Hello cowboys & cowgirls. I hope this month's nooseletter finds you and your loved ones in good health. It looks like another month of "Shelter in Place". I think our president is just sending us all to our rooms. Anyway, you may have noticed that there is no calendar in this month's issue. That is because everything is being cancelled these days and I do not want to tempt you from the safety of your homes. Remember to wash your hands often and especially when you come into contact with other people and anything from outside of your home.
On another note, Reel Cowboy Meetings and Movie Nights have been cancelled until further notice due to the Coronavirus.
Enjoy the articles and be safe.
Gunning for the 'Cowboy Way' ~ by Robert Knight
In 1949, as part of its “Riders in the Sky" promotion, a film studio released Gene Autry’s 10-sentence Cowboy Code.
The code resurfaced in 2007 in a biography of the movie star by Holly George-Warren, a prolific chronicler of America’s popular culture.
The reason it’s included below is because cowboys are being thrown under the horse, along with “farting cows." They’re the latest targets of the political correctness that seeks to replace American grit with a nihilistic creed of wimpery.
Actually, it started years ago when leftists thought they had delivered a roundhouse punch against Ronald Reagan, and later, George W. Bush, by deriding them as “cowboys." That made the two men rugged icons to many Americans.
CHRONICLE OF THE OLD WEST
Constable Alexander ~ by Dakota Livesay
In the Old West women were not to be hurt. But, what's a man to do if he's an officer of the law sent to make an arrest, and a woman confronts him with a rifle.
In an incident that took place near Yuma, Arizona on February 7, 1901, that code was broken.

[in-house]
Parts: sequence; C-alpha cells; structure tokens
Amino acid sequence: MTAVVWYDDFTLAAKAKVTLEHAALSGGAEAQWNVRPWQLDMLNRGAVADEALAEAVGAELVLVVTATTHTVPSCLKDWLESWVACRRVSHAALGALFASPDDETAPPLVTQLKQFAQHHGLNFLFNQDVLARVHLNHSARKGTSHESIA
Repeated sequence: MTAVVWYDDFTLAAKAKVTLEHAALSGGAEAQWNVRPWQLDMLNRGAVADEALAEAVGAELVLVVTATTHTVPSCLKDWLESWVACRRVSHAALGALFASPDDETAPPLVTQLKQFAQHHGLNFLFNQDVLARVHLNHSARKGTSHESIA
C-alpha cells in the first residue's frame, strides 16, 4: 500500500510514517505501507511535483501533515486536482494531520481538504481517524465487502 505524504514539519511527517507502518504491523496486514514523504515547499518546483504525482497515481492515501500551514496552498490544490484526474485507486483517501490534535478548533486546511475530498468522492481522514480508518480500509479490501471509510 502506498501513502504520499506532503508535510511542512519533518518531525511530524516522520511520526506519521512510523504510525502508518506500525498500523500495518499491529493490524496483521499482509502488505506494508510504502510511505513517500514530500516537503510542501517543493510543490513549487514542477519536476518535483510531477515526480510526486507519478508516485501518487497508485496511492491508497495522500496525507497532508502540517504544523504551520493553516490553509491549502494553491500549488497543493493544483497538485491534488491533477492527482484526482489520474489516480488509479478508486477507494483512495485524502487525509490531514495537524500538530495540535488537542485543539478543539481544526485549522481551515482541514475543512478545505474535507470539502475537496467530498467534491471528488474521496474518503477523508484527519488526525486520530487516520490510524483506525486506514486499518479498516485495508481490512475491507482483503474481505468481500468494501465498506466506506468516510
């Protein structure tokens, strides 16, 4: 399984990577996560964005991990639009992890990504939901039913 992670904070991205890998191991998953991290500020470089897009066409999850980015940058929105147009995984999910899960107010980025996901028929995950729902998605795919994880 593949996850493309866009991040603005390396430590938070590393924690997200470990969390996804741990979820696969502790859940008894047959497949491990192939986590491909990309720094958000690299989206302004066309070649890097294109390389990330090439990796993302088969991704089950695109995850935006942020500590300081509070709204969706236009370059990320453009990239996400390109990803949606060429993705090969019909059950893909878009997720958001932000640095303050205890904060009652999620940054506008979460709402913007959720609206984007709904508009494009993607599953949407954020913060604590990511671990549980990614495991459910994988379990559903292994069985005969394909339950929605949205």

The ownership of a ranch occupied by Joseph and Mary Burns was under dispute. Constable Marian Alexander went to the ranch to serve papers on the Burns. With Joseph Burns away, Mary Burns met Constable Alexander with a rifle. Unarmed and unprepared for a confrontation...
America loves cowboys, from the swaggering heroes of the silver screen, to legends like Buffalo Bill, to today’s bestselling videogames, such as Red Dead Redemption 2. Even presidents turn to the iconic cowboy hat and boots to endear themselves to the public and make themselves seem more authentic, capable, and iconically "American."
But in real life, the American cowboy’s fortunes took a turn for the worse long ago. In a 1982 article in The Massachusetts Review, writer Peter R. Decker points out the contrast between how America celebrates cowboys and how it treats those who still roam its open plains.
Little Bighorn's Forgotten Hero
~ by Robert M. Utley
In 2019 I turned 90. As a Custer aficionado since the age of 12, I was prompted to reflect on my connection with Custer and the Custer Battlefield, now termed the Little Bighorn Battlefield National Monument. Errol Flynn in They Died with Their Boots On (1942) introduced me to Custer. Captain E.S. Luce, superintendent of the Custer Battlefield National Monument, introduced me to the battlefield. In 1946, I bought a bus ticket, and from my Indiana home, toured the West. At Custer Battlefield, Luce, an old cavalryman, guided me over the battlefield. The following year, he twisted government rules to hire me, at age 17, as a seasonal ranger-historian at the battlefield.